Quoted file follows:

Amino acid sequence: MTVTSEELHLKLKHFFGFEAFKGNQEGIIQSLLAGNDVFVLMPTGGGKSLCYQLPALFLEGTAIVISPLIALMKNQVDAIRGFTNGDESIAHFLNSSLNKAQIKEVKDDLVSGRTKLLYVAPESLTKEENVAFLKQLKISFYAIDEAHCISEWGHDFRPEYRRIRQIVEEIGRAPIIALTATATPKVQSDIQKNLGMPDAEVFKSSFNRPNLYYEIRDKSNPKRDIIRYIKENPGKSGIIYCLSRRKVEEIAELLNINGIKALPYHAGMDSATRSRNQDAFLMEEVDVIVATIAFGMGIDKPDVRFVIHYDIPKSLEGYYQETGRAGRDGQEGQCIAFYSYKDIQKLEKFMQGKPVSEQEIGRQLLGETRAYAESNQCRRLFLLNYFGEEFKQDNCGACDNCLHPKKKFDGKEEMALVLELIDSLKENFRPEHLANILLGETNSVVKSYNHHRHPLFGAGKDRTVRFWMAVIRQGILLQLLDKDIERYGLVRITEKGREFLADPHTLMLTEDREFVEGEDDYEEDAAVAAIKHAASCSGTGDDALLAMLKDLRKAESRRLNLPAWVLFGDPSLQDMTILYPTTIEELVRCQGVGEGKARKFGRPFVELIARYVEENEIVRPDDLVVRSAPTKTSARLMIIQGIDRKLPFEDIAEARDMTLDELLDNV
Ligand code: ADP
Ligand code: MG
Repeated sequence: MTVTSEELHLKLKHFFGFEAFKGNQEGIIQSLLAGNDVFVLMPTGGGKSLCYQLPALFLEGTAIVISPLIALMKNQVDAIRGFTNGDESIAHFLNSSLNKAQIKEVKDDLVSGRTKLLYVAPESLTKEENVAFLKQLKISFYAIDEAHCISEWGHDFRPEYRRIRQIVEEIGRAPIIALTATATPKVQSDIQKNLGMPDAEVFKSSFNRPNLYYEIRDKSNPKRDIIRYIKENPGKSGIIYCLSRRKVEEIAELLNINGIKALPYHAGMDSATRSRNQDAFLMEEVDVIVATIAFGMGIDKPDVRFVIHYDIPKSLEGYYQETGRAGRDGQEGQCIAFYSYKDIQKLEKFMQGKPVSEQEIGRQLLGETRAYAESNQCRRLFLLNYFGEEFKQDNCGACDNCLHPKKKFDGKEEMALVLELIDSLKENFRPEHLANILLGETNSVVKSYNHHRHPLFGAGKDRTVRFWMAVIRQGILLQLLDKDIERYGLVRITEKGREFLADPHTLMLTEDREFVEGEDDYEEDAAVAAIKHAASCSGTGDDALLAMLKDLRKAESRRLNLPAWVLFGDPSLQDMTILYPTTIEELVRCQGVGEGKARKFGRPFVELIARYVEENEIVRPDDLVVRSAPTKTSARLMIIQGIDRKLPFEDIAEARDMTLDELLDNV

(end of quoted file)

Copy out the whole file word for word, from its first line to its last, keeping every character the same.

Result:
Amino acid sequence: MTVTSEELHLKLKHFFGFEAFKGNQEGIIQSLLAGNDVFVLMPTGGGKSLCYQLPALFLEGTAIVISPLIALMKNQVDAIRGFTNGDESIAHFLNSSLNKAQIKEVKDDLVSGRTKLLYVAPESLTKEENVAFLKQLKISFYAIDEAHCISEWGHDFRPEYRRIRQIVEEIGRAPIIALTATATPKVQSDIQKNLGMPDAEVFKSSFNRPNLYYEIRDKSNPKRDIIRYIKENPGKSGIIYCLSRRKVEEIAELLNINGIKALPYHAGMDSATRSRNQDAFLMEEVDVIVATIAFGMGIDKPDVRFVIHYDIPKSLEGYYQETGRAGRDGQEGQCIAFYSYKDIQKLEKFMQGKPVSEQEIGRQLLGETRAYAESNQCRRLFLLNYFGEEFKQDNCGACDNCLHPKKKFDGKEEMALVLELIDSLKENFRPEHLANILLGETNSVVKSYNHHRHPLFGAGKDRTVRFWMAVIRQGILLQLLDKDIERYGLVRITEKGREFLADPHTLMLTEDREFVEGEDDYEEDAAVAAIKHAASCSGTGDDALLAMLKDLRKAESRRLNLPAWVLFGDPSLQDMTILYPTTIEELVRCQGVGEGKARKFGRPFVELIARYVEENEIVRPDDLVVRSAPTKTSARLMIIQGIDRKLPFEDIAEARDMTLDELLDNV
Ligand code: ADP
Ligand code: MG
Repeated sequence: MTVTSEELHLKLKHFFGFEAFKGNQEGIIQSLLAGNDVFVLMPTGGGKSLCYQLPALFLEGTAIVISPLIALMKNQVDAIRGFTNGDESIAHFLNSSLNKAQIKEVKDDLVSGRTKLLYVAPESLTKEENVAFLKQLKISFYAIDEAHCISEWGHDFRPEYRRIRQIVEEIGRAPIIALTATATPKVQSDIQKNLGMPDAEVFKSSFNRPNLYYEIRDKSNPKRDIIRYIKENPGKSGIIYCLSRRKVEEIAELLNINGIKALPYHAGMDSATRSRNQDAFLMEEVDVIVATIAFGMGIDKPDVRFVIHYDIPKSLEGYYQETGRAGRDGQEGQCIAFYSYKDIQKLEKFMQGKPVSEQEIGRQLLGETRAYAESNQCRRLFLLNYFGEEFKQDNCGACDNCLHPKKKFDGKEEMALVLELIDSLKENFRPEHLANILLGETNSVVKSYNHHRHPLFGAGKDRTVRFWMAVIRQGILLQLLDKDIERYGLVRITEKGREFLADPHTLMLTEDREFVEGEDDYEEDAAVAAIKHAASCSGTGDDALLAMLKDLRKAESRRLNLPAWVLFGDPSLQDMTILYPTTIEELVRCQGVGEGKARKFGRPFVELIARYVEENEIVRPDDLVVRSAPTKTSARLMIIQGIDRKLPFEDIAEARDMTLDELLDNV